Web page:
So the WCAB has struggled with how to apply the statute of limitations in death claims arising from cumulative trauma injuries. In some cases, the WCAB held that when the date of injury for an employee's claim was established inter vivos, the date a dependent acquired knowledge that the employee's claim was industrial did not establish a new date of injury. (See Earley v. WCAB (2003) 68 CCC 1707 (writ denied); Thompson v. WCAB (2015) 80 CCC 207 (writ denied). In other cases, however, the WCAB held that the date of injury under LC 5406 should be based on the dependent's knowledge. (See General Telephone v. WCAB (McCasland) (1997) 62 CCC 513 (writ denied); State of California/Department of Corrections v. WCAB (Underwood) (2006) 72 CCC 162 (writ denied).)
Recently, in Gonzales v. City of Montebello, 2022 Cal. Wrk. Comp. P.D. LEXIS 38, the WCAB issued what is probably its current position, and it favors dependents. In that case, the decedent sustained a cumulative trauma injury ending in 1996, and he received an award of benefits. The employee died from a heart attack in 2015 related to his industrial injury, and the dependent filed an application for death benefits within one year of the date of death and the last benefit payment. The WCAB rescinded a decision that the claim was barred by the statute of limitations.
The WCAB explained that it's well settled that a death claim is different and distinct from an injured worker's disability claim. It explained that although LC 5406(b) states that death proceedings "shall not be commenced more than one year after the date of death, nor more than 240 weeks from the date of injury," pursuant to Berkebile, the dependent's knowledge of the industrial nature of the decedent's condition was the pertinent date of injury for the purposes of a death claim. It stated that the contrary panel decisions are not binding precedent and that Berkebile provides the proper analysis of the issue. Moreover, it explained that most recent panel decisions addressing the issue applied the analysis offered in Berkebile. The WCAB returned the matter to the trial level for further proceedings.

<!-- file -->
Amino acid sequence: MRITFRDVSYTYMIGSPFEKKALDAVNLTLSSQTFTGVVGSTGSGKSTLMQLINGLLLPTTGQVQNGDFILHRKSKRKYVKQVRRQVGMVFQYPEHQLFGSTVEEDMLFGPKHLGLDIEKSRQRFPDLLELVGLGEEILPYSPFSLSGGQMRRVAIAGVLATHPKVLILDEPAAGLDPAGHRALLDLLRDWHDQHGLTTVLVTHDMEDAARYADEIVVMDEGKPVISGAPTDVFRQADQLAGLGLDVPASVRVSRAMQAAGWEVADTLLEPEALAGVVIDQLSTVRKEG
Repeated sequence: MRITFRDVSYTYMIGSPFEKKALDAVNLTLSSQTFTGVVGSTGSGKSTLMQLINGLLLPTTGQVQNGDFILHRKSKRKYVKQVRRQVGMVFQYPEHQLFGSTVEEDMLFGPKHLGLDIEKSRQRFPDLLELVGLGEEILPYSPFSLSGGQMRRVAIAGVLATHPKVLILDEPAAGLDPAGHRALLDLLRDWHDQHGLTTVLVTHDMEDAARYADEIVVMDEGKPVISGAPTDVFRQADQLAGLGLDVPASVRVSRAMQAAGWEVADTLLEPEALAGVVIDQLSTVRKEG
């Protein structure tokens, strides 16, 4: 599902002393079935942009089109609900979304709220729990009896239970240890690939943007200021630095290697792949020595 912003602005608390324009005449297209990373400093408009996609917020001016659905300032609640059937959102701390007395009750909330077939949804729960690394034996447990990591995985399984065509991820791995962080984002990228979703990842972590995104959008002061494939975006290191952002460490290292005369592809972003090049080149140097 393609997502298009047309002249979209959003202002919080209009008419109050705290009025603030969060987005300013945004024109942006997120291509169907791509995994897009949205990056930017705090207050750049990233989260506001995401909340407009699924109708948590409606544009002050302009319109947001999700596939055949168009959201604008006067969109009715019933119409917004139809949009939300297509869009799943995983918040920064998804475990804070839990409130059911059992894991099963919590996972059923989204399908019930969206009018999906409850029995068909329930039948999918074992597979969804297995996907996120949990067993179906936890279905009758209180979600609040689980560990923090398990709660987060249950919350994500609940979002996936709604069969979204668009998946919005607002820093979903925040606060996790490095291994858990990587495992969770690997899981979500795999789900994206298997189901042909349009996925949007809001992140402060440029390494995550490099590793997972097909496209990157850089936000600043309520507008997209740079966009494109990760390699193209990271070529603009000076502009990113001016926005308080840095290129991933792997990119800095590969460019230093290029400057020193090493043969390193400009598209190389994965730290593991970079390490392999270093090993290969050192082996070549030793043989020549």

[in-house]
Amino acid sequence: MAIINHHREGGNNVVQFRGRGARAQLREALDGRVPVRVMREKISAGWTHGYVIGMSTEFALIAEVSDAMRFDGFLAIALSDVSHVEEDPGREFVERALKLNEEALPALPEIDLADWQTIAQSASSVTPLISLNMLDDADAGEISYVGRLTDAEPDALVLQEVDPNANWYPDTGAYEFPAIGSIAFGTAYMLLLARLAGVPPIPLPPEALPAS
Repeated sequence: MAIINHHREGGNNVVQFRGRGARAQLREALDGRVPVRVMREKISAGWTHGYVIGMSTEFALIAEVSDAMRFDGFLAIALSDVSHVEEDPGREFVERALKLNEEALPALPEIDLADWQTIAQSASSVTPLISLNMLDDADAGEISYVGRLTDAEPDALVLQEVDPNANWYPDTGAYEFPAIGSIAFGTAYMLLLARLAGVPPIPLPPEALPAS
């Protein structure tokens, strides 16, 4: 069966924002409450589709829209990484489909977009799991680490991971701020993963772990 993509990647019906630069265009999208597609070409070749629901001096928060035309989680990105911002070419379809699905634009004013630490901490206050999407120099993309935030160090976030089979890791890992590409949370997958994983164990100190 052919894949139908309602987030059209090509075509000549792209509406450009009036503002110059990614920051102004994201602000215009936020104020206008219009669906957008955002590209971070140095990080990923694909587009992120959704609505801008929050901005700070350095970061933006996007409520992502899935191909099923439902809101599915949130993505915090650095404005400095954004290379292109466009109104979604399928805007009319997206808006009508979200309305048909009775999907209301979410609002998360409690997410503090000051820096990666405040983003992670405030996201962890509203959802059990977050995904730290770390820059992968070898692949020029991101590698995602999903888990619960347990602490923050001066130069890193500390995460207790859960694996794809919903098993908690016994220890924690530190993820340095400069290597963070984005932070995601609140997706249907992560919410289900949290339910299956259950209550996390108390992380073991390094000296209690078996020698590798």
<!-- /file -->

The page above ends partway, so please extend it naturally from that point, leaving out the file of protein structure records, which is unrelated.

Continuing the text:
So, Gonzalez probably establishes the WCAB's current position on the issue; that is, the date of injury for the purposes of the statute of limitations under LC 5406 will be based on the dependent's knowledge, regardless of whether the date of injury was established in an inter vivos claim. But the courts still must resolve some issues. Specifically, must an employer establish that the dependent knew the death was industrial, or is it enough to establish that the dependent knew the employee's condition resulting in death was industrial?
Berkebile stated, "The date of the applicant's knowledge of the industrial nature of the decedent's condition is the pertinent 'date of injury' for purposes of the death claim." So even under Berkebile, the date of injury is based on the dependent's knowledge of the industrial nature of the decedent's condition. Moreover, in Gonzales, it was undisputed that the dependent filed the claim within one year of the employee's death. If the WCAB wanted to find that the claim was not barred because it was filed within a year of death, it easily could have done so. Instead, it remanded for the WCJ to determine the date of injury. So it seems the date of injury for a death claim is not triggered by the date the dependent knew the death was related to an industrial condition, but by the date the dependent knew of the industrial nature of the decedent's condition that caused the death.
Although Gonzales will make it easier for dependents to seek death benefits many years after an employee stopped working for an employer, there's no guarantee that such claims will be successful. Employers, however, must affirmatively establish the date dependents obtained knowledge of the industrial nature of the decedent's condition in order to bar a claim.
For further discussion of this topic, see Section 6.48 Statute of Limitations for Death Benefit.